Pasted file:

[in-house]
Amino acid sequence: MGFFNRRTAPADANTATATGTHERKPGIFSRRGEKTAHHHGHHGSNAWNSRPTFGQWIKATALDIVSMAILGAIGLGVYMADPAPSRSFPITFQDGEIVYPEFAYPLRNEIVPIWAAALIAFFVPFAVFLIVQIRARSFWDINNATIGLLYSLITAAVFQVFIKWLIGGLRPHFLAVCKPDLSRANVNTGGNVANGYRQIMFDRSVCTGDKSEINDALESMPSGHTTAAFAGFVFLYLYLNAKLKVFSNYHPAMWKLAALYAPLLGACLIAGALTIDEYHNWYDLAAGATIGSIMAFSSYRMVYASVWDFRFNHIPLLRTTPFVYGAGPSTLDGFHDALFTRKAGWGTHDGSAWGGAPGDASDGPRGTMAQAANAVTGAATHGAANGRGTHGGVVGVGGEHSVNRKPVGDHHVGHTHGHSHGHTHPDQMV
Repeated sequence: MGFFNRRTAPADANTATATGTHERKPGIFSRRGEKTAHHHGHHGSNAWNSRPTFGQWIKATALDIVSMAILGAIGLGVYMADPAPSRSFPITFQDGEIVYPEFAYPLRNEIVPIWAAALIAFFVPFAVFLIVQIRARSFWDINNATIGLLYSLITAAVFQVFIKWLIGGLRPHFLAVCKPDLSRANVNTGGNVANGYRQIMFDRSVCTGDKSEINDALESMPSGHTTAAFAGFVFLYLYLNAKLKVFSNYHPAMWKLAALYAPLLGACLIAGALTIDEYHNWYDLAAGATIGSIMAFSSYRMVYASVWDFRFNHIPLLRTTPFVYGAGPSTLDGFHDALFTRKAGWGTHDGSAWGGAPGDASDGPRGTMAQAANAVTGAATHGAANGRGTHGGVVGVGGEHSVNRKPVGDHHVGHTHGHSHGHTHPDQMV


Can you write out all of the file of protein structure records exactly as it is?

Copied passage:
[in-house]
Amino acid sequence: MGFFNRRTAPADANTATATGTHERKPGIFSRRGEKTAHHHGHHGSNAWNSRPTFGQWIKATALDIVSMAILGAIGLGVYMADPAPSRSFPITFQDGEIVYPEFAYPLRNEIVPIWAAALIAFFVPFAVFLIVQIRARSFWDINNATIGLLYSLITAAVFQVFIKWLIGGLRPHFLAVCKPDLSRANVNTGGNVANGYRQIMFDRSVCTGDKSEINDALESMPSGHTTAAFAGFVFLYLYLNAKLKVFSNYHPAMWKLAALYAPLLGACLIAGALTIDEYHNWYDLAAGATIGSIMAFSSYRMVYASVWDFRFNHIPLLRTTPFVYGAGPSTLDGFHDALFTRKAGWGTHDGSAWGGAPGDASDGPRGTMAQAANAVTGAATHGAANGRGTHGGVVGVGGEHSVNRKPVGDHHVGHTHGHSHGHTHPDQMV
Repeated sequence: MGFFNRRTAPADANTATATGTHERKPGIFSRRGEKTAHHHGHHGSNAWNSRPTFGQWIKATALDIVSMAILGAIGLGVYMADPAPSRSFPITFQDGEIVYPEFAYPLRNEIVPIWAAALIAFFVPFAVFLIVQIRARSFWDINNATIGLLYSLITAAVFQVFIKWLIGGLRPHFLAVCKPDLSRANVNTGGNVANGYRQIMFDRSVCTGDKSEINDALESMPSGHTTAAFAGFVFLYLYLNAKLKVFSNYHPAMWKLAALYAPLLGACLIAGALTIDEYHNWYDLAAGATIGSIMAFSSYRMVYASVWDFRFNHIPLLRTTPFVYGAGPSTLDGFHDALFTRKAGWGTHDGSAWGGAPGDASDGPRGTMAQAANAVTGAATHGAANGRGTHGGVVGVGGEHSVNRKPVGDHHVGHTHGHSHGHTHPDQMV